NY school says sorry for reciting Pledge of Allegiance in Arabic

Pine Bush Central High School has apologized for reciting the Pledge of Allegiance in Arabic
Pine Bush Central High School has apologized for reciting the Pledge of Allegiance in Arabic  Photo: Daniel Case/Wikimedia

A school in upstate New York has apologized for reciting the Pledge of Allegiance in Arabic after complaints from district residents who lost family members in the Afghanistan war.

The 31-word pledge to the U.S. flag and republic was read in Arabic during Wednesday morning announcements at Pine Bush High School, located 65 miles northwest of New York City.

Some students were angered and responded with catcalls. District Superintendent Joan Carbone told the Times Herald-Record of Middletown that she received complaints from residents who lost relatives in Afghanistan and from Jewish parents.

The Arabic reading of the pledge has "divided the school in half," she told the newspaper.

The district said the school's foreign language department arranged to have the pledge recited in different languages for National Foreign Language Week, which was last week.


Andrew Zink, senior class president at Pine Bush High School, says he's received death threats over the controversy

Andrew Zink, the senior class president, usually gives the morning announcements and recites the pledge. He said he allowed an Arabic-speaking student to handle the pledge duties Wednesday.

"The intention was to promote the fact that those who speak a language other than English still pledge to salute this great country," the district said in its statement.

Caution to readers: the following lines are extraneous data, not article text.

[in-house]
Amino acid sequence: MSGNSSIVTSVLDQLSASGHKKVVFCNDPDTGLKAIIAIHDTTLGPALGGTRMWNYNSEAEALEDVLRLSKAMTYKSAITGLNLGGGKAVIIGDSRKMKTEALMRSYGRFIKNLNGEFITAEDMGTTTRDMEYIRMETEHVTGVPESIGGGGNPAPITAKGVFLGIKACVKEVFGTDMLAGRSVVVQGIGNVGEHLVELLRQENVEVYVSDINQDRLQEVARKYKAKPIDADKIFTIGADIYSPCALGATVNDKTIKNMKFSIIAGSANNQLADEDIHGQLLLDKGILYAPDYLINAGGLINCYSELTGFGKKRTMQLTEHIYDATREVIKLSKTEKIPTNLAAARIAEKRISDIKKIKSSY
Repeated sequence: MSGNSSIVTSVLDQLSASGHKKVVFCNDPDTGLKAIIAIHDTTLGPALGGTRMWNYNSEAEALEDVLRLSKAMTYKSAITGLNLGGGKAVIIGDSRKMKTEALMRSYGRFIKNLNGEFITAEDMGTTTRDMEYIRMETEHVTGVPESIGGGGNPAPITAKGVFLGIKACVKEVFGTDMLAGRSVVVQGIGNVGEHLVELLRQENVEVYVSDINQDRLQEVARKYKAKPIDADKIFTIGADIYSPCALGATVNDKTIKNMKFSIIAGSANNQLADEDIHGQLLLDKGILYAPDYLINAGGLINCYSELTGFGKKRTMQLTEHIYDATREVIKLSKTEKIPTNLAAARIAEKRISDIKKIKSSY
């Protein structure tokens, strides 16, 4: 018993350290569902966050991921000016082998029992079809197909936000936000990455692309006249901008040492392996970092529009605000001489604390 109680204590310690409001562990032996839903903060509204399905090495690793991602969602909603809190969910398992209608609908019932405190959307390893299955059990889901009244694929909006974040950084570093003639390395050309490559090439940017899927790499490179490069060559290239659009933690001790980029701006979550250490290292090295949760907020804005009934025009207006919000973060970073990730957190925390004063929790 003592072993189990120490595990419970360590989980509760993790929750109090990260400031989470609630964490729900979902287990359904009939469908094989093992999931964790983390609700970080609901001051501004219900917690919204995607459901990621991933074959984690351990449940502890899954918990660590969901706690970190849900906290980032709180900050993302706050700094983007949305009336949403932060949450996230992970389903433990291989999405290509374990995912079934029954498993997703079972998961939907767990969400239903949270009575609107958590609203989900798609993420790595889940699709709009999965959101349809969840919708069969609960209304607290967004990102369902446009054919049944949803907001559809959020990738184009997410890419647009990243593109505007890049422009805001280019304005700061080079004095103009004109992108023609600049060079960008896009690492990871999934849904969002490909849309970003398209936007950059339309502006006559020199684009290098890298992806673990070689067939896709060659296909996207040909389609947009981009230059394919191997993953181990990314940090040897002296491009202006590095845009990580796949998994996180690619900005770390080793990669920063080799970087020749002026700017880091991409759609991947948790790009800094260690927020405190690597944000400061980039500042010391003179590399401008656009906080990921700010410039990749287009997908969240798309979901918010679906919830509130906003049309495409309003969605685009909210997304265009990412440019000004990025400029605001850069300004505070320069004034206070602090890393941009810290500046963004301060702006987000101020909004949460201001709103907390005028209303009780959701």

The principal made a building-wide announcement Wednesday afternoon to explain the reading's context and apologize to students who took offense to its being recited in Arabic. In a statement posted on the district's website, officials said they apologized "to any students, staff or community members who found this activity disrespectful."

Carbone said the pledge will be read in English only from now on. A state Department of Education spokesman said there's no state requirement to recite the pledge in English.

The New York chapter of the Council on American-Islamic Relations questioned the school's justification for an apology.

"When a simple student activity designed to promote mutual understanding receives such a negative reaction and the school in which it takes place is forced to issue a public apology, all Americans who value our nation's history of religious and ethnic diversity should be concerned," said council spokeswoman Sadyia Khalique.

Source : telegraph[dot]co[dot]uk
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